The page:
Over the first days of Passover, I developed the most evil, insidious intestinal flu/bug/virus/horribleness known to humankind and most of it is a blur in my mind. I'm still recovering from it. Monday, my nanny told me that her brother-in-law finally awoke from his coma from the car accident that killed her sister. Consequently, she needed to go to Toronto immediately. Of course, no problem, no argument from me. Two hours later, she left to catch a plane. Thank heavens for those two hours, though. Then this morning (Tuesday) Seth left for Florida at, like, 5am. Honestly, I don't know whether to threaten divorce or not. What do you think, is that a threat, or an offer he can't refuse?
So here I am, four kids, no nanny, no husband, intestinal flu, and my golly it feels like all I do is feed babies all. day. long. Is this what my nanny does all day? Does it take less time to feed a baby a bottle? Actually, it turns out, it takes CONSIDERABLY less time to feed a baby a bottle than to nurse a baby. No WONDER M seems to have more time with the babies than me. How exactly is this fair? It's getting harder and harder to nurse two at a time, because they push and shove each other, so it seems that by the time I'm finished feeding all three babies, it's time to start over again.
Which leads me to my original point.
This evening I had fed all the babies and had about an hour's reprieve when no one needed to be fed. I got J fed, threw some laundry in the washer, played with the babies, etc. Then Ellie started to cry. Since she'd been first in the previous round of feedings and since she nearly never cries, I figured she must be hungry. I picked her up and I said, "Ellie-Belly are you hungry, sweetpea?" And she looked at me, opened up her little mouth, leaned forward... and latched onto my nose and started sucking. I took this as a yes.
So there I was laying down in bed with her nursing her, and J was watching "Walking with Dinosaurs" next to me. When, unsurprisingly, Sam started crying. Because really, if one baby is being fed, and it's not him, a great injustice is clearly being done in the world. And as his cries grew more desperate, Abby joined in the chorus. The wails grew so desperate that I began to wonder if they would simply "cry it out." I couldn't leave poor, desperate Ellie. She was so hungry and, after all, she had asked so nicely if she could please have dinner. She deserved to have a meal uninterrupted. And really, how long could Sam and Abby wail, right?
Little did I know. I had forgotten that the only one of my babies that has any patience whatsoever is Ellie. And that the only one of my babies who has ever stopped crying and fallen right to sleep is Ellie. And that the only baby who isn't persistent is... you guessed it, Ellie. Not only that, but the few times that Ellie has cried and fallen asleep before I can get to her, I've felt unbelievably guilty for not getting to her in time. I can't handle that kind of guilt. Crying it out is not for the faint of heart. Poor Ellie didn't like all the screaming either, apparently, because the screaming kept distracting her. So eventually, I put her down in her crib and picked up Sam and Abby. And because I knew they were terribly desperate and wouldn't possibly wait another single, solitary second, I gave them both bottles. And they calmed down. And then I picked up my poor, sleeping Ellie, and let her finish eating and then put her back to sleep too.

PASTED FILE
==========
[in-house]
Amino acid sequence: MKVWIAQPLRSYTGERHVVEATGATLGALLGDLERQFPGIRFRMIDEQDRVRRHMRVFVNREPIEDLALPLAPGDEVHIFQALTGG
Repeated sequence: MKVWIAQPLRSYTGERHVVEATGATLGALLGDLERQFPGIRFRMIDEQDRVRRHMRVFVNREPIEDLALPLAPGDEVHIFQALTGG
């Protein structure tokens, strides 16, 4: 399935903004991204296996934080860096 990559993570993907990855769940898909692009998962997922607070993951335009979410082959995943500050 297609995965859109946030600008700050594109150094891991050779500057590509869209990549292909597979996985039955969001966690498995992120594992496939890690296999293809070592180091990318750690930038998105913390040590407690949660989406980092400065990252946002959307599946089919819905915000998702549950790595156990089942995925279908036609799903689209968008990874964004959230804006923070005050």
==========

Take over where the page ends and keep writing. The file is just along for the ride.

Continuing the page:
And everyone was in bed, asleep, by 6:30, just like normal. The only abnormal part about it is that normally I have an extra pair of hands at bedtime so no one has to cry while waiting for attention or food. So normally no one has to cry even for a little while, but tonight, Sam and Abby discovered how wonderful it is that they normally don't have to "cry it out." I honestly don't know how other parents do it, becuase I'm fairly certain that Sam could cry for hours without crying it out.
Maybe other babies aren't built like Sam? Maybe most babies are more like Ellie, who doesn't cry much, and will generally quiet right down unless something really IS wrong? In any event, I'm not opposed to letting the babies cry sometimes. Heaven knows, I can't answer their every whimper at the first sound of distress... I've got three babies to attend to and I can't be everywhere at once. But I definitely can't understand how I could possibly let them "cry it out" on purpose. Maybe I'm just misunderstanding the method. Because I'm telling you, if I hadn't eventually picked him up and fed him, Sam would STILL be crying right now, four hours later. No joke!
EDIT: I was in no way suggesting that what I was doing was letting them cry it out for sleep purposes. Nor was I seeking sleep-training advice. What I was saying was that I had no choice under those particular circumstances but to let Sam and Abby cry for a bit and it was UNbearable. Therefore, I cannot imagine how I could possibly deal with a cry it out method for sleep training if I were to do that. Fortunately, I haven't needed to... my kids GO to sleep relatively easily. No, they don't all sleep through the night, but I'm not bothered by it. Ellie sleeps through the night. Abby wakes up once, but after about 8-9 hours of sleep, so while it's the middle of MY night, it's practically a full night's sleep for HER. And Sam wakes up at least a couple times to eat, but goes right back to sleep. This is not uncommon for breastfed babies and I'm not the least bit concerned about it. True, some breastfed babies can be trained to skip nighttime feedings, but I have no desire to train him out of them - since I'm working, I already miss out on feeding him through much of the day. I have no problem feeding him through the night.